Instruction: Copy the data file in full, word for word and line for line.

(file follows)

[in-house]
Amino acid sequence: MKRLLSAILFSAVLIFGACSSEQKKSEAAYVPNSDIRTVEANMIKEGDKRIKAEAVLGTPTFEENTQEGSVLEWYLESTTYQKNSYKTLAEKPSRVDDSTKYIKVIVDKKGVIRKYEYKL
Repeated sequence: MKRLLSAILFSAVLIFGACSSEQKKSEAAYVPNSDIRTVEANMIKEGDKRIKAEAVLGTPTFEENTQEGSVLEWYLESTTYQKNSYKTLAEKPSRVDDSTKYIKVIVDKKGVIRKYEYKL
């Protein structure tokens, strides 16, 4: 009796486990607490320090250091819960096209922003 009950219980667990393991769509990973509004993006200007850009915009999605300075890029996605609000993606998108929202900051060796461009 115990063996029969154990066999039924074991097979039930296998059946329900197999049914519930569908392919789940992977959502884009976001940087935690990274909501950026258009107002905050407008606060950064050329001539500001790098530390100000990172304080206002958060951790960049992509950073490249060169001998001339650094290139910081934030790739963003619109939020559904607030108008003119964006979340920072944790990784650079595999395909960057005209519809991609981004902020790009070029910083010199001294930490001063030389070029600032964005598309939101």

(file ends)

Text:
[in-house]
Amino acid sequence: MKRLLSAILFSAVLIFGACSSEQKKSEAAYVPNSDIRTVEANMIKEGDKRIKAEAVLGTPTFEENTQEGSVLEWYLESTTYQKNSYKTLAEKPSRVDDSTKYIKVIVDKKGVIRKYEYKL
Repeated sequence: MKRLLSAILFSAVLIFGACSSEQKKSEAAYVPNSDIRTVEANMIKEGDKRIKAEAVLGTPTFEENTQEGSVLEWYLESTTYQKNSYKTLAEKPSRVDDSTKYIKVIVDKKGVIRKYEYKL
């Protein structure tokens, strides 16, 4: 009796486990607490320090250091819960096209922003 009950219980667990393991769509990973509004993006200007850009915009999605300075890029996605609000993606998108929202900051060796461009 115990063996029969154990066999039924074991097979039930296998059946329900197999049914519930569908392919789940992977959502884009976001940087935690990274909501950026258009107002905050407008606060950064050329001539500001790098530390100000990172304080206002958060951790960049992509950073490249060169001998001339650094290139910081934030790739963003619109939020559904607030108008003119964006979340920072944790990784650079595999395909960057005209519809991609981004902020790009070029910083010199001294930490001063030389070029600032964005598309939101």